Variable Star is, as described in the preface, “a posthumous collaboration, begun when one of its collaborators was seven and completed when the other was seventeen-years-dead.” Happily, it is not the disaster that one might fear would result from such a situation. Most of the reason for that is the sheer level of talent of the two collaborators: the grandmaster Robert A. Heinlein and the man many believe to be his successor, Spider Robinson.
The story opens with Joel Johnston having what he considers to be a very bad day. After a magical night at the prom his fiancée and the love of his life wants to marry him. Jinny wants to marry him so badly, in fact, that she reveals a secret to him: she is not who he thinks she is. Not the poor orphan he fell in love with, with whom marriage would be a financial uphill struggle, but rather the heiress of the largest financial empire in the history of humanity. She whisks him away to the family’s luxurious hidden compound, introduces him to her family (who find him quite acceptable), and can hardly wait to begin their life together. Joel takes the only rational course available to him – he hops on the next colony ship out of the solar system.
It will be twenty years (from Joel’s perspective, Lorentz demands ninety from everybody Joel left behind) before the ship arrives at its destination, a star which was obscured from human sight before civilization expanded beyond the fixed perspective of Sol. During that time Joel has to not only recover from his Bad Day but also adjust to the life of an interstellar traveller and space colonist. Though he is to be a simple farmer and part-time musician he is surrounded by people with remarkable talents. His roommate is a telepath, capable of the only method of communication back to Sol that can bypass that annoying speed limit of c. He is friends with the Relativists, the humans who actually power the ship’s propulsion through meditation. And he works for the Zog, the master botanist who is probably the only person who can keep a small colony fed on a world that is alien to all the crops they bring with them and thus the key to their survival after landing. Assuming, that is, they live to the end of their trip.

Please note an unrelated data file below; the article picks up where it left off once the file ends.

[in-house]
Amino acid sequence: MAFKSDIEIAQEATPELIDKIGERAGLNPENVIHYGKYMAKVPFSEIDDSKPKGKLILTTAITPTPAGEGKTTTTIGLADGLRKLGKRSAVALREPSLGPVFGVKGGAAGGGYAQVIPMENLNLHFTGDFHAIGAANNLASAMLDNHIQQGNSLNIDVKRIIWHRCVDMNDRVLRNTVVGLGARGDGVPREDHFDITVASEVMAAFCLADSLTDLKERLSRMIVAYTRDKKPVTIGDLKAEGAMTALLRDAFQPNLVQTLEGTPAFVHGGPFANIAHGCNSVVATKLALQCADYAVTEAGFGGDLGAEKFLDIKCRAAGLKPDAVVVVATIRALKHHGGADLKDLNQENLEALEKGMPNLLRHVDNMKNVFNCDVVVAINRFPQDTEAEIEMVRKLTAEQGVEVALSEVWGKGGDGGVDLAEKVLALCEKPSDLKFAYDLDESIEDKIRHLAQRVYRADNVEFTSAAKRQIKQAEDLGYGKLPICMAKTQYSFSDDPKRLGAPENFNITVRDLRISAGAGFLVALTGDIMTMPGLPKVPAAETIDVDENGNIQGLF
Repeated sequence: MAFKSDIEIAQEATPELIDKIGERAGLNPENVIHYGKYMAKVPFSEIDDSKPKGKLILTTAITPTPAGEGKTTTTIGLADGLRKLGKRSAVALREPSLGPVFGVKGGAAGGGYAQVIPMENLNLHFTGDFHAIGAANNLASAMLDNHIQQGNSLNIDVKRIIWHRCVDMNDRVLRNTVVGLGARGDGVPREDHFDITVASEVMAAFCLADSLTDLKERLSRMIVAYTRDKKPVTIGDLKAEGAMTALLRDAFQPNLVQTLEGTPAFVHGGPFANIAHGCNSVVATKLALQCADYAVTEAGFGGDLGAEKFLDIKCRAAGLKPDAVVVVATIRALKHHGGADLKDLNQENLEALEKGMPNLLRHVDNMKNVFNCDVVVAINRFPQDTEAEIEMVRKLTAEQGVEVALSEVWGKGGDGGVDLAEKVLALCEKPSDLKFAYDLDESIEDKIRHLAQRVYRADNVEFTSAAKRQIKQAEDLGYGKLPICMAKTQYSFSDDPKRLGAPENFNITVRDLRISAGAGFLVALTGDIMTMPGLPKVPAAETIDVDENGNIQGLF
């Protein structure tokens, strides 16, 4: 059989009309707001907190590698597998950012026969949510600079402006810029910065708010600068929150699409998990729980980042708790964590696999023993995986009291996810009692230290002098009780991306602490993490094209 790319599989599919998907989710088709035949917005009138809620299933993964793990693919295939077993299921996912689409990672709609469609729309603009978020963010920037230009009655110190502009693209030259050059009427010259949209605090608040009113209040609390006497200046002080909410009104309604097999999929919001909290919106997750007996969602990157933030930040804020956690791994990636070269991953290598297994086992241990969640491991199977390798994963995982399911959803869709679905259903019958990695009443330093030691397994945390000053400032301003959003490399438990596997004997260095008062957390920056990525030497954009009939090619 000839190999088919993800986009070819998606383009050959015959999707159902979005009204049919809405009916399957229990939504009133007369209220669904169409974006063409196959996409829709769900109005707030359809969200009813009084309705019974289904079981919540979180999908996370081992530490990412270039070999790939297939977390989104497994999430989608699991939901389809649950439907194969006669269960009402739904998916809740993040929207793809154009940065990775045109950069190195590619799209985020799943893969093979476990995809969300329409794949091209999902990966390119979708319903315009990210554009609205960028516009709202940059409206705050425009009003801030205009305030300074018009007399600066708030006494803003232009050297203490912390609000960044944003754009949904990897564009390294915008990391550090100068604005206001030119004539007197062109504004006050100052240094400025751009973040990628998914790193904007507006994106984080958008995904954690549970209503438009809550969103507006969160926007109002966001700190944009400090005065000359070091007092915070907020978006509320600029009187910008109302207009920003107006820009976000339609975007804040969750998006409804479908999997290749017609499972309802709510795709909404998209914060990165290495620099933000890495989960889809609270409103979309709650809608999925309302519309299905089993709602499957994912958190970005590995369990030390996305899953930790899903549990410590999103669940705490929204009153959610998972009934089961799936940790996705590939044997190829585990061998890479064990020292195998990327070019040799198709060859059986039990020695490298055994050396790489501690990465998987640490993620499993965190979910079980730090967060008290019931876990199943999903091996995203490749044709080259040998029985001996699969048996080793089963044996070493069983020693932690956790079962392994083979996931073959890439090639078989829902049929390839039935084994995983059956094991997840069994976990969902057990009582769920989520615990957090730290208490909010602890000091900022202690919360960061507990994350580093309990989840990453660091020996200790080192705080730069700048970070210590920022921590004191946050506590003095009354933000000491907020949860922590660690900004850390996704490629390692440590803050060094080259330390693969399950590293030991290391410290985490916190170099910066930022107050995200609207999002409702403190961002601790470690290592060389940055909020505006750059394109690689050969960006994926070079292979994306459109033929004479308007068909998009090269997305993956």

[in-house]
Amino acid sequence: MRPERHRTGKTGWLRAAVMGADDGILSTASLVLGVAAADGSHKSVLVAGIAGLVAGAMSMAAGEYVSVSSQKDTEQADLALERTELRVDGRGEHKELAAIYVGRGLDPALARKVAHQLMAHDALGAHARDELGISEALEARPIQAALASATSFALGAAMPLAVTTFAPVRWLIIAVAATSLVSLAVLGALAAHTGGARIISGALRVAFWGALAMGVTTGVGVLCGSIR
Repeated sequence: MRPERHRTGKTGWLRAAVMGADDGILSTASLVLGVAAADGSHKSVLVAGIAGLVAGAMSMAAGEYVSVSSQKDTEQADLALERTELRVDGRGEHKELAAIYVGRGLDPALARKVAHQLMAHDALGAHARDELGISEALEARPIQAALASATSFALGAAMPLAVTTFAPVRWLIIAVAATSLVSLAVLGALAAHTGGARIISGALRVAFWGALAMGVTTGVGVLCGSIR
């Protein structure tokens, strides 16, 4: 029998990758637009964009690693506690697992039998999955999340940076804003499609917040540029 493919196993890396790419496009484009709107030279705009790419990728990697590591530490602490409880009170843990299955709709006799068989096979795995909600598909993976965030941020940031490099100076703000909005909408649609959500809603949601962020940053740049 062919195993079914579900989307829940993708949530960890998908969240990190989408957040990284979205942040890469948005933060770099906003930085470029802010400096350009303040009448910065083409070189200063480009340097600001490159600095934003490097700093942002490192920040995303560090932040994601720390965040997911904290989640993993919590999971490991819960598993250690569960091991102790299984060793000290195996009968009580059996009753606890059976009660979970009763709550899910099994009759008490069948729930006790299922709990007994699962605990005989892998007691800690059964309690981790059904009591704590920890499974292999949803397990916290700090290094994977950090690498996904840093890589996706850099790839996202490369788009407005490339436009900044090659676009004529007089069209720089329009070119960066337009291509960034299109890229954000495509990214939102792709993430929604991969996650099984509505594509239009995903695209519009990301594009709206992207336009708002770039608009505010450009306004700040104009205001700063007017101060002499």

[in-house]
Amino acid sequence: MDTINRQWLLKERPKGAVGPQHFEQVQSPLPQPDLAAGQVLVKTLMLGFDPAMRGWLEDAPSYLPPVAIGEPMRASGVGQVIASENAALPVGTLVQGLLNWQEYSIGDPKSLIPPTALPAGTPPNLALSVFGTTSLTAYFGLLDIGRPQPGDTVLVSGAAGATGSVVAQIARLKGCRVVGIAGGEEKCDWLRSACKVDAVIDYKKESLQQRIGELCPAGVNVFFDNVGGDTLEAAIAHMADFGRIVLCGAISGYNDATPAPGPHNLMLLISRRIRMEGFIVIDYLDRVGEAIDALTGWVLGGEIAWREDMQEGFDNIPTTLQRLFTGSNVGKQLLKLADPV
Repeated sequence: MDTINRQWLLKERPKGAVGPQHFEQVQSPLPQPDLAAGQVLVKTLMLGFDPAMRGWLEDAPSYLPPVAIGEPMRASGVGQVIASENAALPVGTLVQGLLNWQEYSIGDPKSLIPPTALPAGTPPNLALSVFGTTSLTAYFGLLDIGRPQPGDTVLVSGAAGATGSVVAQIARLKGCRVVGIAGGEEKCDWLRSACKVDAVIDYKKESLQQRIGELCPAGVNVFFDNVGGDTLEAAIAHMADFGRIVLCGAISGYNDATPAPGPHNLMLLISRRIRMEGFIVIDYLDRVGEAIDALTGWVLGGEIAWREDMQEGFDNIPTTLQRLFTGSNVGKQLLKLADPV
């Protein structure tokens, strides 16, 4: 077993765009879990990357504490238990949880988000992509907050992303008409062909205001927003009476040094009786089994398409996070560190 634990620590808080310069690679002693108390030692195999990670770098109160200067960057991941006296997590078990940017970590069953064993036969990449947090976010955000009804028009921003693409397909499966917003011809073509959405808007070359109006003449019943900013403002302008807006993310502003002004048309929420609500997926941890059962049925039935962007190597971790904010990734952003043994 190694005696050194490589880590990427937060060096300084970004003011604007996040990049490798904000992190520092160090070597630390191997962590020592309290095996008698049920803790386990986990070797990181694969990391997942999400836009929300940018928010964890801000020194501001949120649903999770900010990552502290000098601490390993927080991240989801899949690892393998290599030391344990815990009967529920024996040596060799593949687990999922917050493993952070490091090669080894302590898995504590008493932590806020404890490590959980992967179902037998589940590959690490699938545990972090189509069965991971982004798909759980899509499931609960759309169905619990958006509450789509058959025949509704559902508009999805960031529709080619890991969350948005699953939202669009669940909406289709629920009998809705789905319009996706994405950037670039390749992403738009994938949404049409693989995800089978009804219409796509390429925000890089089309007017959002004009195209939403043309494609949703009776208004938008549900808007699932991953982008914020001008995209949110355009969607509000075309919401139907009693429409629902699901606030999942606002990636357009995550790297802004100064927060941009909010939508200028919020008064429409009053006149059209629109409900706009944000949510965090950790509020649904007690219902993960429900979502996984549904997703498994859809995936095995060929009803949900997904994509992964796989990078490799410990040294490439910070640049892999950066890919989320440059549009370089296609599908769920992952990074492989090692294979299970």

Judged as a Spider Robinson book, however, it is outstanding. I have never read Robinson’s novels for story or plot as, despite a long list of truly excellent short stories, he never really seemed to nail down the best way to pace and structure a full-length novel. I don’t know if it was the influence of Heinlein’s notes or just due to the love and respect Robinson had for his friend that is obvious on every page, but he manages to mostly solve that problem in Variable Star. There are a couple of places where the story starts to get bogged down by Robinson lingering over his favorite themes, but they are usually resolved quickly enough to not damage the overall impact of the book.
But as with most of his books, the real reason you read Variable Star is Spider Robinson’s prose. And as with the other aspects of this book, the extra love and craftsmanship Robinson put into his writing is wonderfully obvious. This book reads like an alternate-universe-Pratchett book, one where he was born in the Bronx and decided to spend his life writing sci-fi about musicians and Buddhism. Robinson (thankfully) manages to repress his love of overly-complex puns and stick to straight up wit and beautiful, expressive language. Even in the places where the plot wanders a bit or the characters stretch credulity you simply do not care because the words themselves are such a joy to read.
I highly recommend Variable Star not just for fans of Heinlein or Robinson, large as those groups may be, but for anybody who loves reading.